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Pyotr Ilyich TCHAIKOVSKY (1840-1893)
Symphony No. 4 [41:45]
Modest MUSSORGSKY (1839-1881)
Pictures at an Exhibition (orch. Ravel) [32:33]
London Symphony Orchestra/Gianandrea Noseda
rec. live, Barbican, London, October/November 2017 & June 2018
LSO Live SACD LSO0810 [74:18]

The rise of orchestra-own-brand recordings is one of the reasons to be cheerful in our modern age which seems to put so little value on recorded music. These labels are bucking the trend, and LSO Live is one of the more successful ones. However, they sometimes raise the question of who they are for: are these interpretations for the ages, or are they mostly mementos for those who were at the concert?

I think this one falls squarely into the latter category, because it’s perfectly fine but overall pretty vanilla. I’m a fan of Gianandrea Noseda, and he is, no doubt, a shot in the arm for the LSO but, after a very mediocre Shostakovich 8 (review), I haven’t been particularly impressed by their collaborations on disc so far. This Russian disc is better than that one, but much of it is perfectly fine without being particularly exciting.

Let’s start with the Tchaikovsky. There is lyricism in the slow movement, which builds up some decent momentum, and I enjoyed the fun feel of the Scherzo, particularly the woodwind skirling. The outer movements are a bit flat and unexciting, though. For one thing, the horn fanfares that open the work are unforgivably tame: this moment needs to pin you to the back of your seat, but here it just seems to begin without much, well, fanfare. The strings have a silky lilt to them in the first subject, which is very attractive in its own way, and there is a gloopy, slightly tipsy feel to second subject, but it doesn't reek of Russian fire. The finale is pretty workaday, too. The initial explosion is pretty good, but there isn’t really a sense of threat when the first movement’s fanfare returns, and the final pages don’t carry enough of a sense of euphoria: if anywhere in Tchaikovsky's music calls for that, it’s here.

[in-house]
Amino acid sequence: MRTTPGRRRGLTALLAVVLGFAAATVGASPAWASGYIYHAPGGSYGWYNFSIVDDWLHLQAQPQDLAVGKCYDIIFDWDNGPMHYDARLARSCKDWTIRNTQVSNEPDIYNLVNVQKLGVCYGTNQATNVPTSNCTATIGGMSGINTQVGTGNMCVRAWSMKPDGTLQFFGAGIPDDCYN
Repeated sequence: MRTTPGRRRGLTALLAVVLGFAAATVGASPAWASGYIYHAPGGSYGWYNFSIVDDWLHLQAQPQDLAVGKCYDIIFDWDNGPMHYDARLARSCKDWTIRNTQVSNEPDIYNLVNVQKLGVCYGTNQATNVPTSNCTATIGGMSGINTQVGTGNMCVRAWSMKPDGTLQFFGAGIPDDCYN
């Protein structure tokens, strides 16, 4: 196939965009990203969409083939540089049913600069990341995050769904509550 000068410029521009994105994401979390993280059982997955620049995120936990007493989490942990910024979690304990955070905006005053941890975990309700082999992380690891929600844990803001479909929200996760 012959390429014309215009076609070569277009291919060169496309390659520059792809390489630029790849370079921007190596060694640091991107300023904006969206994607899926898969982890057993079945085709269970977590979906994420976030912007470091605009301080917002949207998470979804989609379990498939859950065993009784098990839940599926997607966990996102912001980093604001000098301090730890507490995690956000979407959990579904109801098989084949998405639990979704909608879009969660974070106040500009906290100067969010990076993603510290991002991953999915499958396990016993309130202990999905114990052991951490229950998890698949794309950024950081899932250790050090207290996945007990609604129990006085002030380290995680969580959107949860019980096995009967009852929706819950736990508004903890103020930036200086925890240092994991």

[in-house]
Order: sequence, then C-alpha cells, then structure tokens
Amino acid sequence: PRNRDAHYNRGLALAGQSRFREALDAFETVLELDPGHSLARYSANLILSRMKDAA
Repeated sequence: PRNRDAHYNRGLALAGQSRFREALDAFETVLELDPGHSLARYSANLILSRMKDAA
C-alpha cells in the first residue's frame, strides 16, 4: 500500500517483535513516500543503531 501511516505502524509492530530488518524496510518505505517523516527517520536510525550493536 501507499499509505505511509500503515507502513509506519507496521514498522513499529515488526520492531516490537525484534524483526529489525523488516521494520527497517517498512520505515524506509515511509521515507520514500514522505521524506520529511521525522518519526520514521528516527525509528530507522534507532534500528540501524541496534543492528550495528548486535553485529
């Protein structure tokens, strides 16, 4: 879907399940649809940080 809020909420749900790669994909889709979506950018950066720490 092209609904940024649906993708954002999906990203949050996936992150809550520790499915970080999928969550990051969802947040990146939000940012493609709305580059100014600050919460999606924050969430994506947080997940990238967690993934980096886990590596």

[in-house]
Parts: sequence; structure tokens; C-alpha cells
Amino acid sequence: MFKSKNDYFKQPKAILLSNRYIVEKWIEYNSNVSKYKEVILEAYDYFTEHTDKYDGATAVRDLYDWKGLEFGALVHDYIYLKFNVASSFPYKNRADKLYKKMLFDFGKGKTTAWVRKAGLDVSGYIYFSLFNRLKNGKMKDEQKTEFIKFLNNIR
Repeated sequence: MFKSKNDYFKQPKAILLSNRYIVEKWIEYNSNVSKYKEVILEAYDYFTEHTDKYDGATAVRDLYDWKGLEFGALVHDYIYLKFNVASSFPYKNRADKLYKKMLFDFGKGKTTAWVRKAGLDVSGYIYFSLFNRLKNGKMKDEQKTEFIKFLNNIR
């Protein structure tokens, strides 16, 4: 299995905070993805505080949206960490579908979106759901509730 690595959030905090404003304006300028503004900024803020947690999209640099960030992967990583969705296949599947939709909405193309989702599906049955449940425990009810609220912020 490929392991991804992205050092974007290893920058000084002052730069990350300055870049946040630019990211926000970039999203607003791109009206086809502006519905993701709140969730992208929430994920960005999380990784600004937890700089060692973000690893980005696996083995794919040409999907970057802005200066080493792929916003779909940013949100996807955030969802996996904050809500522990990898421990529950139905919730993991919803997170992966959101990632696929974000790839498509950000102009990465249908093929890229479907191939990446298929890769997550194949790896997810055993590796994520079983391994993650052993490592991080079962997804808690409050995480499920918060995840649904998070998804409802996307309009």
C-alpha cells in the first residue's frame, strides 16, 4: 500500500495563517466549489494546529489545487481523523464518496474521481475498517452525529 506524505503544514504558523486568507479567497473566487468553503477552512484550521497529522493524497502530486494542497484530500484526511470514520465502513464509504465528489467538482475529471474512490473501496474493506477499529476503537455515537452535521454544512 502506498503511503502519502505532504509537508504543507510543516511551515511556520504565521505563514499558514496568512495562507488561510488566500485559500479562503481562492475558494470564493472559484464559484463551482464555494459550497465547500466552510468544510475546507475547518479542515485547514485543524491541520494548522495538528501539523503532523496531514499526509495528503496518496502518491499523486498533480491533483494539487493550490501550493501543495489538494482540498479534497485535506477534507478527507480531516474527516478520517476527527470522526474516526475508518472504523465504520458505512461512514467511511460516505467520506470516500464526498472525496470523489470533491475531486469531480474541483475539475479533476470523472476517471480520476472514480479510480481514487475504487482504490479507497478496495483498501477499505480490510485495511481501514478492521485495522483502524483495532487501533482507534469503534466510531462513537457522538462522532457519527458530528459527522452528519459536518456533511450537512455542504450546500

Pictures generally goes the same way. There are some very fine individual moments, such as the lovely saxophone solo in The Old Castle, and a pleasingly yappy trumpet in Goldenberg and Schmüyle. Importantly, the various different colours of the Promenades come out very well, binding the performance together successfully. On the whole, though, it’s a little ordinary. Nobody would be scared of this Gnomus, and the Great Gate of Kiev doesn’t thrill the blood like it should. The brass of the Catacombs echo pleasingly, and at least Baba Yaga’s hut is pretty exciting, but that almost comes a bit too late.

So this disc is perfectly fine but, in the light of the competition for both of these works, is that really enough? Ultimately, you can’t get away from the Russians in these works. My recent favourite Pictures is Gergiev’s Mariinsky live recording (review), and Pletnev’s Tchaikovsky 4 (review) knocks this one out of the park. Like I said, this disc is mostly a memento for those who were at the concerts.

Simon Thompson

Previous review: Robert Cummings



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